Oh. Since we’re talking about Alberta and electric vehicles, time to put to rest another myth:

      http://theenergycollective.com/nnadir/221226/green-electric-car-actually-green-external-cost-lithium-batteries

      Are electric cars worse than dilbit cars?

      Not by a long shot.

      http://www.popsci.com/cars/article/2013-05/does-tesla-model-s-electric-car-pollute-more-suv

      China has the technology for solar that is cheaper than coal, and can build solar faster; China also has the technology for CCS, and Chinese death smog provides all the reason for China would want to apply advances in scrubbing that would be consilient with CCS.

      Either way, in the USA it would cost far less to promote new solar tech than tar sand. It’ not an environmental argument, it’s not a climate argument. It’s simply cheaper to use solar with current technology.

    • http://www.oil-price.net/en/articles/oil-and-refineries.php

      Interesting read on refineries and oil prices. This article disagrees that the XL pipeline will increase the price that refineries pay for oil. The problem seems to be the refineries inability to get the cheaper domestic oil via pipeline so they have to pay higher import crude prices.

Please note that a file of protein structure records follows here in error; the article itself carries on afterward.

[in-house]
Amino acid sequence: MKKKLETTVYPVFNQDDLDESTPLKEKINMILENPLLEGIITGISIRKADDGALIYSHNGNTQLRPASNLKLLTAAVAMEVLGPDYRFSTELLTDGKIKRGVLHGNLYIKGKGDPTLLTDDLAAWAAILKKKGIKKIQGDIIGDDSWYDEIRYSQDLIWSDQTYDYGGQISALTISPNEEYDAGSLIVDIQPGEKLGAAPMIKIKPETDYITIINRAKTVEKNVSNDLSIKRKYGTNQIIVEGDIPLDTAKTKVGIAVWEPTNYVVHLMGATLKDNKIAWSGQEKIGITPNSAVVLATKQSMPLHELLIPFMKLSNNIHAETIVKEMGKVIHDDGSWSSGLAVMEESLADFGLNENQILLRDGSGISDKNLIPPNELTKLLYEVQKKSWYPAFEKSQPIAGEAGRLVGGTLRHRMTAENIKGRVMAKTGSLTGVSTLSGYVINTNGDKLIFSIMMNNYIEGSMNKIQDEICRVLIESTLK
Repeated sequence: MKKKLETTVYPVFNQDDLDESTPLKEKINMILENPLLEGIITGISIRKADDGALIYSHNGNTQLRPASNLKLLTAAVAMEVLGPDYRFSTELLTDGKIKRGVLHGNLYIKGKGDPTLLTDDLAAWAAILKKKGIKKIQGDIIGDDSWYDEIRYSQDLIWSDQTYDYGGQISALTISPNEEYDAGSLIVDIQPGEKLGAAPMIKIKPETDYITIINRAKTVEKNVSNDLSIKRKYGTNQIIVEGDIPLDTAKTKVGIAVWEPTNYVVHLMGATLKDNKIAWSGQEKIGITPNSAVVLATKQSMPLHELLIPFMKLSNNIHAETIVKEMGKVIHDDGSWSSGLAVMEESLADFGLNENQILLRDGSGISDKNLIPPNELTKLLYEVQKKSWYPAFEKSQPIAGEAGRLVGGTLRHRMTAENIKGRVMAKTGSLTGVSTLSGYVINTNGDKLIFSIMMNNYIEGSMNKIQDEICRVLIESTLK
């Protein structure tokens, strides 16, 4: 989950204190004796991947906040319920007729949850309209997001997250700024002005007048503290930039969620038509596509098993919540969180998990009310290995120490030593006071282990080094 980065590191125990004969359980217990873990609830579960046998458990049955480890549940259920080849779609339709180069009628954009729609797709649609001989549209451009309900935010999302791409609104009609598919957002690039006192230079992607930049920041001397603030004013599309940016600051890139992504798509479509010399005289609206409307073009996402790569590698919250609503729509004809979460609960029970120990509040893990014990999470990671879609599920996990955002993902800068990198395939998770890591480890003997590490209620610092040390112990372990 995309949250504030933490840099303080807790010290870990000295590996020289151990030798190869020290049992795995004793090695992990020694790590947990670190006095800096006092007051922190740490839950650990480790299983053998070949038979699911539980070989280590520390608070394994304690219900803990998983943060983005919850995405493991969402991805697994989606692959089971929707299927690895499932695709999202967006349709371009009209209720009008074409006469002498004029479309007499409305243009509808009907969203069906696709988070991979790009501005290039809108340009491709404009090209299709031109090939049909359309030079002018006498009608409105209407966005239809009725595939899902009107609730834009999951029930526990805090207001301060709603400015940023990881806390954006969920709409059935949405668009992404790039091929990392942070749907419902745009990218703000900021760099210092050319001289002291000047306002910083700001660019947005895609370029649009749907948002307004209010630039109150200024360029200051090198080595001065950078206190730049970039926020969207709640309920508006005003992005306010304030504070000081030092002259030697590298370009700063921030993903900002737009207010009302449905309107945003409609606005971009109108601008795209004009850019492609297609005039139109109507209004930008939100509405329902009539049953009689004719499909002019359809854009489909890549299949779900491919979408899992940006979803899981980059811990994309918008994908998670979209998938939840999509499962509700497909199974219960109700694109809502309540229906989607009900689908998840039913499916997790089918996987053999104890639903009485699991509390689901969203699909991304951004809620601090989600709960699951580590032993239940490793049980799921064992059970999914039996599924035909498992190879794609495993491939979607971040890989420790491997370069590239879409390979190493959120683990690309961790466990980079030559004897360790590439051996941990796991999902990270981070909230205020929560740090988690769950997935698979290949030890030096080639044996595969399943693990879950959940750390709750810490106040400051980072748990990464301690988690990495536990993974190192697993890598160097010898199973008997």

• Eric H. | May 31, 2013 at 3:53 pm |

      Are you suggesting we oversimplify a complex situation, because a transitory pair of figures you cherry pick make your argument sound even barely plausible?

      Sounds like you’ve earned your WUWT Logic badge for June early.

      Eric H. | May 31, 2013 at 5:12 pm |

      And the article you cite does nothing like what you claim. It’s repeating the tired old blame-the-EPA line for the fact that doubling, redoubling, and redoubling again the capacity of oil refineries (almost always due local subsidies or tax breaks) is a better deal for refiners than breaking new ground.. but it points out that refineries are already, and always, run far short of supply, because that keeps prices and profits oligopolistically high.